Wilentz: I'm an American, I'm a professor, and my political views are liberal. But I'm also an individual, and, especially as an American, refuse to be reduced to a genre. And, David, you've got my 1998 activities all wrong. My aim was to help raise, publicly, crucial historical and constitutional issues that were getting lost in the national debate over impeachment -- not to dissociate the academic profession from anything. I got a lot of support, and our specific judgements about Article II, section 4 of the Constitution had some impact in the Senate. Our professorial status (though not all of us were professors) was secondary to the points we wanted to make.
Berube: I don't want to be implicated in David's complex personal/political history, so I'm not going to pause over my association (generic but not organizational?) with Dissent leftists who've criticized him. And I don't plan on gathering signatures against the far left anytime soon. I'm already on record with regard to them, even if I don't consider them fifth columnists, *and* even though I don't believe that people who attend ANSWER rallies are de facto Stalinists.
In the larger scheme of things, there's simply no need to take up torches and pitchforks against fifty foolish far-leftists; five years from now they will be the stuff of trivia questions, whereas our invasion of Iraq will have had all manner of repercussions throughout the world. So no, I can't help out on this one. I will, though, continue to press my case against those woman-hating, homosexual-hating, democracy-hating religious fanatics, at home and abroad.
Horowitz: Try 50,000 "foolish" leftists or 500,000 (if you believe their own statistics). For now, this is the left because it's the voice that's being heard. I think "democracy hating religious fanatics" characterizes them pretty accurately.
Berube: My statistics differ from David's on this.
Interlocutor: Statistics? Prof. Berube, you are evading the crucial question. You know that there are far more than "fifty foolish far-leftists" in the peace movement. And a large majority of the peaceniks side with America’s enemies and dream of the destruction of America and all that it stands for.
Let us suppose, for a moment, that I was part of a movement that sought to liberate the North Korean people. But let us suppose that this movement had one, just one crazy individual that was part of it, but who led and, therefore, represented it. And everyday he made public statements about how much he loved the Ku Klux Klan and how much he loved Adolf Hitler. And he would be best known for all the portraits of Idi Amin in his house, and he would spend most of his time talking about how his favourite system in the world was apartheid in the "golden days" of South Africa.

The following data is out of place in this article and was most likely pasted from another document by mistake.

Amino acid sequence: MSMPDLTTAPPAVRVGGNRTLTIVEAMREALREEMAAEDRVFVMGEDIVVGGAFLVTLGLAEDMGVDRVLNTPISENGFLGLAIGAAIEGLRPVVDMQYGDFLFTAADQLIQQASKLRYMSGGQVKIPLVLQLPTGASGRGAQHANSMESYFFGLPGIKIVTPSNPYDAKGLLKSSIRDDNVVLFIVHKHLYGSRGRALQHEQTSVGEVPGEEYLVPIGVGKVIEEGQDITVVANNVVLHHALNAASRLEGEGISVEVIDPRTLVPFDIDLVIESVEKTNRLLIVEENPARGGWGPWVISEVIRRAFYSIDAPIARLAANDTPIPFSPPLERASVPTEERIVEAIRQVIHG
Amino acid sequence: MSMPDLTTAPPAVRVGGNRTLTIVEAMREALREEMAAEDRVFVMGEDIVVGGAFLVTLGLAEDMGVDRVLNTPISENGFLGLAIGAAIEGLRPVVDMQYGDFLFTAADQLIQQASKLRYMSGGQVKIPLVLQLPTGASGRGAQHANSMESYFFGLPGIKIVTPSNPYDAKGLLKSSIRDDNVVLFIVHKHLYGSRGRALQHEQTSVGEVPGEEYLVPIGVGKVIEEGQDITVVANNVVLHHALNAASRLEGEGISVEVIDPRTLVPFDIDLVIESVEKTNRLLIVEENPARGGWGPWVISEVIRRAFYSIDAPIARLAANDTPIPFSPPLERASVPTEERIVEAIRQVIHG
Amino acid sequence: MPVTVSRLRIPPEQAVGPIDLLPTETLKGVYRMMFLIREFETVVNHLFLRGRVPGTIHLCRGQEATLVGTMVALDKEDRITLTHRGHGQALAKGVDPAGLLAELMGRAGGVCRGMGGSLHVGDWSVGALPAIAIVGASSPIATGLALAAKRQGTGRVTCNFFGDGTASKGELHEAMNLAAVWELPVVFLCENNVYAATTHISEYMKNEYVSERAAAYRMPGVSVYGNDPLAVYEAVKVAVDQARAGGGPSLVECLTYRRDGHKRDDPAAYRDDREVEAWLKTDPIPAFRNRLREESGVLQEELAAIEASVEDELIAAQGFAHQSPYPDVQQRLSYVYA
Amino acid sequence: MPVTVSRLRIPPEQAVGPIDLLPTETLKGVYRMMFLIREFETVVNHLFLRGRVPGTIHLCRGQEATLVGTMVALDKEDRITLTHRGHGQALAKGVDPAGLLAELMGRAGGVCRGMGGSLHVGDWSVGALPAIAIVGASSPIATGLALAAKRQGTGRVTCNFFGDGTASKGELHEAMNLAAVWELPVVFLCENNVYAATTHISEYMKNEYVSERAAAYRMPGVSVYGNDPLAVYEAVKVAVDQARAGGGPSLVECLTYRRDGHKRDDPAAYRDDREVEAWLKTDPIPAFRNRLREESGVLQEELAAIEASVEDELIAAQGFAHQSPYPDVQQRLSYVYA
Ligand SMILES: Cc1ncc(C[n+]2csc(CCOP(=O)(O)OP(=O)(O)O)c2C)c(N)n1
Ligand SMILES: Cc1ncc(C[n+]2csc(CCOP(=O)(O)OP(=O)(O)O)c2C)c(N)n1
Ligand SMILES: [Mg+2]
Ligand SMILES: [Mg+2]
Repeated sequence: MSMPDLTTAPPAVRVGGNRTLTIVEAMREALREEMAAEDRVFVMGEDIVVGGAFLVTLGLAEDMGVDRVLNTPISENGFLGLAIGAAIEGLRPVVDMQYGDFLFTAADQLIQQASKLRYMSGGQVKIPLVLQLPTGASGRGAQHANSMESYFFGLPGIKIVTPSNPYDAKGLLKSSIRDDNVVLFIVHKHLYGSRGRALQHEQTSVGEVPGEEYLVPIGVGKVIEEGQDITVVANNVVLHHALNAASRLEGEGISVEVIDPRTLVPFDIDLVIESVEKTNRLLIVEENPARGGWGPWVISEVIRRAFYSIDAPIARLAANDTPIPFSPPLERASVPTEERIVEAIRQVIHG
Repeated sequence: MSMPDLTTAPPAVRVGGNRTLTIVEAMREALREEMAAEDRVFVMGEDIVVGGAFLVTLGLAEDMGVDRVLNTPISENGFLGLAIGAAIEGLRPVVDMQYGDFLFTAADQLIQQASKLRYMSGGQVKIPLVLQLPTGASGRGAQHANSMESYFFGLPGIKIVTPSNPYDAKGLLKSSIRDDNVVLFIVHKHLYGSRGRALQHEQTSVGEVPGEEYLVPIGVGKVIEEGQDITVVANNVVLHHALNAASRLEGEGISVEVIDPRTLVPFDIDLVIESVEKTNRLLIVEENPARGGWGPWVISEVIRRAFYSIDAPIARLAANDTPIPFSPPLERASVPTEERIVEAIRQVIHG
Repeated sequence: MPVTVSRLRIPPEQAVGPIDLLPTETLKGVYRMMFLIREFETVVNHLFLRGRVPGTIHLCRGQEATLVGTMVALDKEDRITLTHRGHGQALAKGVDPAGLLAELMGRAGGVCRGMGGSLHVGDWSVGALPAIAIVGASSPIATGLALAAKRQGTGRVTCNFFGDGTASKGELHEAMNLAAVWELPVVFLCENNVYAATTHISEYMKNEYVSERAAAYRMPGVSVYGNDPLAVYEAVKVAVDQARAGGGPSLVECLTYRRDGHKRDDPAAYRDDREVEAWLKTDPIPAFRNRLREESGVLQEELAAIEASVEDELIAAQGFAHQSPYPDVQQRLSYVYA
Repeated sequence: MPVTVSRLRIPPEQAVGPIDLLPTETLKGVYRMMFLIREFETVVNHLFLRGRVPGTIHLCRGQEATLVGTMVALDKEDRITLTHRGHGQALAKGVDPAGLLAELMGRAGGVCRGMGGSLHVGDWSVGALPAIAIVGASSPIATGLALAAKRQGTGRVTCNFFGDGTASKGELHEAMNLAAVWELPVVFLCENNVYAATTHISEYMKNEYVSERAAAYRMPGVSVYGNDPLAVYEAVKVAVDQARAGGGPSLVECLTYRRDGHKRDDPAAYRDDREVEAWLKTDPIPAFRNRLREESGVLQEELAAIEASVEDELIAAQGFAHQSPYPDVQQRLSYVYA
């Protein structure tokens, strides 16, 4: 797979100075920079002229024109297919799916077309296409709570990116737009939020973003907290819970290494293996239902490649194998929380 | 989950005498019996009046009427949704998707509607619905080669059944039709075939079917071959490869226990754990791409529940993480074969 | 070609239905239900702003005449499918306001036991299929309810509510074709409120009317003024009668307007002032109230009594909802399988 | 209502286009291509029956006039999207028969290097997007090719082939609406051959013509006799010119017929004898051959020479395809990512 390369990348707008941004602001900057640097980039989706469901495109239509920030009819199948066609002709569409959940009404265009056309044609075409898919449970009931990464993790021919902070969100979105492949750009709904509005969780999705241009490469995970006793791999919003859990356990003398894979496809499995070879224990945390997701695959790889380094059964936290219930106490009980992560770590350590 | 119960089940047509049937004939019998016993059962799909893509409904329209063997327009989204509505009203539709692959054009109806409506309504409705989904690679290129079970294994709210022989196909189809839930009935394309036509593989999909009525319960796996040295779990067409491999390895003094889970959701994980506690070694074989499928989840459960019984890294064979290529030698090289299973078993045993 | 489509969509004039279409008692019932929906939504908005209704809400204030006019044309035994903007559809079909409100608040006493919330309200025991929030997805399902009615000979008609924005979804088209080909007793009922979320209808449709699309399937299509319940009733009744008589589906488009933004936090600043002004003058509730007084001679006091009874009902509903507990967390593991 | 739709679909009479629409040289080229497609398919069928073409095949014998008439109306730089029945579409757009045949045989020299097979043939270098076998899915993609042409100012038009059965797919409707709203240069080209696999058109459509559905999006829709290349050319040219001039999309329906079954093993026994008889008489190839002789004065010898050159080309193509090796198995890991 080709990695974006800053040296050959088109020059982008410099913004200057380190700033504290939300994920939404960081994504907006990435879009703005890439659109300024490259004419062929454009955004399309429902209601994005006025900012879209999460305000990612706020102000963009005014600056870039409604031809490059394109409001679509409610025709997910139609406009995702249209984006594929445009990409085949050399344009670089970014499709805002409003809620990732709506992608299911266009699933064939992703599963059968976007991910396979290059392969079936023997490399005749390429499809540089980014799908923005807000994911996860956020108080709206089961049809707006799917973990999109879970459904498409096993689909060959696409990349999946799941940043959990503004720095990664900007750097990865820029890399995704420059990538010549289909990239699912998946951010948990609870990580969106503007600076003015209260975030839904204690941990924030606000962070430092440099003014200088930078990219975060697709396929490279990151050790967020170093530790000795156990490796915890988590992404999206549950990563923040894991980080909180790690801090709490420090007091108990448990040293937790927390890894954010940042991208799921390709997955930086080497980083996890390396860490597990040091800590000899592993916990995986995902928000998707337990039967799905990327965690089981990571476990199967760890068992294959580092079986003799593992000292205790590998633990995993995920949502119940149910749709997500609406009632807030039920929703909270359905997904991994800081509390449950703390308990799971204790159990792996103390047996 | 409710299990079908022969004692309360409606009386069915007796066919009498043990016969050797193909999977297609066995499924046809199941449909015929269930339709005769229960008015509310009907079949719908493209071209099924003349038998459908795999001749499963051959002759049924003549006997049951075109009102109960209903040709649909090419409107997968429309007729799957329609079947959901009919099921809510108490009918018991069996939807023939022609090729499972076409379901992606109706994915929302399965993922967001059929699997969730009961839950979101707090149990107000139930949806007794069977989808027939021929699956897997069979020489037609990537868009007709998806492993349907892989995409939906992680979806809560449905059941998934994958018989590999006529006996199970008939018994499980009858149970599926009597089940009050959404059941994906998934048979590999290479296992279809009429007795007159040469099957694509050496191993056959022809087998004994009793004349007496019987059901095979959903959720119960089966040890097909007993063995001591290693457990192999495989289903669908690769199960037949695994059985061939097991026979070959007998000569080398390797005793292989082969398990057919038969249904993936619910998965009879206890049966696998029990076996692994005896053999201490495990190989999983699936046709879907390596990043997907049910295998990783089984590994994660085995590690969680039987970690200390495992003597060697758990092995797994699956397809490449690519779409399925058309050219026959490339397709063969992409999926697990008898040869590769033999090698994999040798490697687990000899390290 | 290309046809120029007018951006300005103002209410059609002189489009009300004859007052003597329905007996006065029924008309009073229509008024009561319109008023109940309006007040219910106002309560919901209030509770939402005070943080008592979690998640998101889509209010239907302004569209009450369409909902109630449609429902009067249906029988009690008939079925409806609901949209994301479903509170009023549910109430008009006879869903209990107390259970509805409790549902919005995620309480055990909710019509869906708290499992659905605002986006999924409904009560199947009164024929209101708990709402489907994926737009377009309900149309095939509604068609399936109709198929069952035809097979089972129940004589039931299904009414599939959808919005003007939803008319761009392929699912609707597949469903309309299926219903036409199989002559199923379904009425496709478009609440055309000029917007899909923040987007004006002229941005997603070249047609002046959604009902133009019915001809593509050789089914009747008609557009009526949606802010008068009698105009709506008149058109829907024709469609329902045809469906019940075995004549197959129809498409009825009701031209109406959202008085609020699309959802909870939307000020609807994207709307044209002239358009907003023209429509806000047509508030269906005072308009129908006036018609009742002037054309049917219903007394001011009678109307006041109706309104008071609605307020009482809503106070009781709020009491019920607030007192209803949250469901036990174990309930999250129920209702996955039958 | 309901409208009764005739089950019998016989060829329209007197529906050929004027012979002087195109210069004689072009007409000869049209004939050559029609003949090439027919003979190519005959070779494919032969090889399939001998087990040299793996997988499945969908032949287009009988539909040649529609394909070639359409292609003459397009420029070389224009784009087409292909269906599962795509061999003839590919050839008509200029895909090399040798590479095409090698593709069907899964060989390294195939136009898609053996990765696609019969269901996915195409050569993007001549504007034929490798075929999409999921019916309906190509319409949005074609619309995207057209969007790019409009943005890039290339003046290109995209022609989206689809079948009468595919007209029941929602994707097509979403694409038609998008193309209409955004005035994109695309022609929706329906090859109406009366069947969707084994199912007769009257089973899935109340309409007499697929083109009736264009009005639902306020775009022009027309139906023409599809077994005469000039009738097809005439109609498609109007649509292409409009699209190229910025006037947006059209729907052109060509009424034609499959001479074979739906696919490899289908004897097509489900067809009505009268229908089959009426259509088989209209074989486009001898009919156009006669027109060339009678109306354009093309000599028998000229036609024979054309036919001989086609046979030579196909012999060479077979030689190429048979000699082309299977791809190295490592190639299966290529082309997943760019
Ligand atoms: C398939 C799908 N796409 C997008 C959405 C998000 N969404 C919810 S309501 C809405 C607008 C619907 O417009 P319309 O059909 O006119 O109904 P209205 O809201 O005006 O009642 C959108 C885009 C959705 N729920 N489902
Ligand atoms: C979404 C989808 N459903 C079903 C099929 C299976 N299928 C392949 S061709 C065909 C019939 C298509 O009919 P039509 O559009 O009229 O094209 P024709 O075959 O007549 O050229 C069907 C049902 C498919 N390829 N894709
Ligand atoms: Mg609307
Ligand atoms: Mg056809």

Guess what? I would spend a large amount of my time and energy going to war with this leader, disassociating myself from him, signing petitions against him, denouncing him, and trying to overthrow him.
I would never remain silent. But if I did, what would it mean about me? It would mean, at best, a callous indifference and apathy or cowardice. At worst, it would mean a private collusion and empathy with this leader’s views. Would it not?
Berube: There can't really be someone out there pretending that all I've said is "statistics," can there? And surely no one can pretend that I've "remained silent" about ANSWER. In fact, I know I've said quite a great deal about this issue in this symposium. But here's the heart of the matter: I deny categorically the premise of far-right ideologues that "a large majority of the peaceniks side with America's enemies and dream of the destruction of America and all that it stands for." I actually think this is borderline insane.
And I am fortified in this belief by conservative Democrat Mickey Kaus, whose Kausfiles blog recently featured a quick take on ANSWER and the rallies: "The people who showed up on the Mall to protest against Vietnam weren't Trotskysists and they didn't become Trotskyists -- and everyone knew that," writes Kaus. "Similarly, if millions of Americans one day join ANSWER's demos, that won't mean they've become Stalinist cadres. It will mean the Iraq war has serious opposition." I suggest that FrontPage readers can gauge their distance from the vital center by how strenuously they disagree with Mickey Kaus on this one.
Interlocutor: A large majority. . .a large percentage. . .a significant amount. . .we can debate the statistics and the numbers all day and night. The bottom line is that the "peace" movement today is organized and led by communists and, except for a handful of leftists, no one in the movement is denouncing them. Prof. Berube, you continue to refuse to fully answer the question: why?
You say it is "borderline insane" when I affirm that "a large majority of the peaceniks side with America's enemies and dream of the destruction of America and all that it stands for." Let me say this: it is without question that the anti-American demonstrators who attend these rallies dream of a future America that has been transformed into the antithesis of the capitalist and free society it is today.
In the hypothetical situation that I raised in my last question, I proposed that there was just one person, but that he was the leader of the movement, and that he supported Hitler and the KKK. And I asked: what if I refused to denounce him?
But you will not answer this question, remaining self-satisfied that you have said a few disparaging words in this symposium about the communists who represent the cause you share.
Thus, Prof. Berube, as you boast earlier, you "don't plan on gathering signatures against the far left anytime soon." My point exactly. But for some reason, I have a hunch that if the "peace" movement was taken over by the hypothetical Nazi Klansman leader I describe, your vociferous moral outrage would know no boundaries, and your signature-seeking for petitions of denunciations would know no limit.